Yes, Jerez also has its Alcázar. Though not as big or impressive as the one in Seville, it is worth a visit. The layout of the Arab fortress is more or less intact even though the buildings are mostly ruins. With the help of notices (in Spanish and English) you get a good idea of what daily life was like: prayers, ablutions, eating. They even explain how the latrines worked. But the Alcázar was not the reason for my visit to Jerez.
The town was founded by the Phoenicians who called it Xera, a name which has been adapted by the varying civilisations and tribes that have controlled it over the centuries. The Arab rulers of Al-Andalus (whence the modern name of the region, Andalusia) called it شريش, which I'm sure you will spot is pronounced "Sherish". Not only did this Arabic name evolve into the modern Jerez, it also gave us the name of the most famous product of the town, sherry.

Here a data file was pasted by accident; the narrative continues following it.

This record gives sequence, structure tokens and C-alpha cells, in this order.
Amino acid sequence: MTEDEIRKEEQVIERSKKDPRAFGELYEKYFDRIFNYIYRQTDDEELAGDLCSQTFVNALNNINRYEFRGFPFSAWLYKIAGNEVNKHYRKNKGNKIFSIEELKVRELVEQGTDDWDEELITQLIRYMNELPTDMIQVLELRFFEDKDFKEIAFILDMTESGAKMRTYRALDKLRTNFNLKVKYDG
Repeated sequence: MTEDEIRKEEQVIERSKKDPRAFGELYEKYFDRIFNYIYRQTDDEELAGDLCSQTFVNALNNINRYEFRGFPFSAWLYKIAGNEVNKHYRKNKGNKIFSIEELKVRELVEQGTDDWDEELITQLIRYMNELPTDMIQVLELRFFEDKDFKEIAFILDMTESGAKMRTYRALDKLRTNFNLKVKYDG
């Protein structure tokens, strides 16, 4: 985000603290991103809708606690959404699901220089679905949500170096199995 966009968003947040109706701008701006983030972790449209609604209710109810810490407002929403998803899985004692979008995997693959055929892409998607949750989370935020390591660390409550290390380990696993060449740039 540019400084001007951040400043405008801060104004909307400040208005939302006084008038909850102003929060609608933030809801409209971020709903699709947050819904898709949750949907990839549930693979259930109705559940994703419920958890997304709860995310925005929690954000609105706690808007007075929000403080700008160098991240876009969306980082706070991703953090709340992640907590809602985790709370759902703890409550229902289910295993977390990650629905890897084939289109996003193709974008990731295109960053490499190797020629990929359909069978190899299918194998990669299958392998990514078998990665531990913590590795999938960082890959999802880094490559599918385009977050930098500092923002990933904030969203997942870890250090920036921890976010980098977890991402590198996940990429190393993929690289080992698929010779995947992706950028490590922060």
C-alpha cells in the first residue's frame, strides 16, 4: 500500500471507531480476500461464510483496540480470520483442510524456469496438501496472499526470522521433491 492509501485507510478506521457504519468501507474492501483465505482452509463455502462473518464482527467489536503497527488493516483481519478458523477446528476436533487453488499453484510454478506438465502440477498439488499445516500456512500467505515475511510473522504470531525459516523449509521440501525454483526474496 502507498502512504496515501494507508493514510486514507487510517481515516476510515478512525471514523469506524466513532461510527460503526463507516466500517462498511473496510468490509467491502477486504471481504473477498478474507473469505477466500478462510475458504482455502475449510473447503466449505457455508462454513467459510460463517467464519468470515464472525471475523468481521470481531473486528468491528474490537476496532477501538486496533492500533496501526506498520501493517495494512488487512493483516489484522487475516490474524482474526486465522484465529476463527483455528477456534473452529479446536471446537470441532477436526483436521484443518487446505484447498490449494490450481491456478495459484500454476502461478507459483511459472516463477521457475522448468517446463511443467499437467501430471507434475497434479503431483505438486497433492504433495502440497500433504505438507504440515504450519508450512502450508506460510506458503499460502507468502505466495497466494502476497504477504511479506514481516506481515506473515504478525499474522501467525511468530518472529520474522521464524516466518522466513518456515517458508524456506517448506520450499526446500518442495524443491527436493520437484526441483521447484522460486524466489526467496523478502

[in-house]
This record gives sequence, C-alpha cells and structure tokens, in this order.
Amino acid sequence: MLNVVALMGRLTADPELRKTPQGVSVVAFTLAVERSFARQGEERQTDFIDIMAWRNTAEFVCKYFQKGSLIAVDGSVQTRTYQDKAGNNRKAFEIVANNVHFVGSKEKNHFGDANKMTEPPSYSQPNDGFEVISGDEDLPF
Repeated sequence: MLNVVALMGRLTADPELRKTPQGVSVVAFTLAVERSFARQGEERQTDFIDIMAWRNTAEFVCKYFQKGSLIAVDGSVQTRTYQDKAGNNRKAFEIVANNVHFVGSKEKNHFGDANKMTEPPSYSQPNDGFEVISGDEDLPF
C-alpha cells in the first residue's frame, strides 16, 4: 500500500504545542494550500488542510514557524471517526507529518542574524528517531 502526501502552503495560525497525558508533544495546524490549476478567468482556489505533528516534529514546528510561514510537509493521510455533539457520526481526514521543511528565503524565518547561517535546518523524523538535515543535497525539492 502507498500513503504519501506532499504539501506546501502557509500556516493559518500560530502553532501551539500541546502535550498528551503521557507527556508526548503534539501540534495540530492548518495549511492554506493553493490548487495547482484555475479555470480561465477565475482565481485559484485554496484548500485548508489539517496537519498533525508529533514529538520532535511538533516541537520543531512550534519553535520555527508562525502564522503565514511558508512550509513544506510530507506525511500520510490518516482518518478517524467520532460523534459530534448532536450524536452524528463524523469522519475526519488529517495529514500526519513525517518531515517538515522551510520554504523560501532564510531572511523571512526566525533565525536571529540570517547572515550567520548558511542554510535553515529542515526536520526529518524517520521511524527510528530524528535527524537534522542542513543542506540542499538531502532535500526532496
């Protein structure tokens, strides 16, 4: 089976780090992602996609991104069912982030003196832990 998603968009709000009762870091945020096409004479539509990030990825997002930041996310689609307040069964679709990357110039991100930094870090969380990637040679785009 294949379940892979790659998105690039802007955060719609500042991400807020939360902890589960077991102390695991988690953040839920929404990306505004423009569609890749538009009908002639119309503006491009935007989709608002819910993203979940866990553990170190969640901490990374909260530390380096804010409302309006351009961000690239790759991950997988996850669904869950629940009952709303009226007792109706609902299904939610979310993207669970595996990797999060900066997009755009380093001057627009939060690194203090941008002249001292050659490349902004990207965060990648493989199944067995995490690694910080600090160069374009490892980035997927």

|Manuel María González Ángel,|
founder of Gonzalez Byass, Jerez
I did a tour of the biggest sherry producer, González Byass, named after its founder Manuel María González Ángel, and his London agent Robert Blake Byass who eventually became joint owner of the company. The produce several brands of sherry and brandy, the most famous of which are probably Tío Pepe and Croft Original.
After the tour there was a tasting. They presented us with four different types of sherry, from pale and dry (fino) to dark and sweet (oloroso). I never thought I'd see the day I got drunk on sherry! Well, tipsy anyway.
Try it — you'll like it more than you think!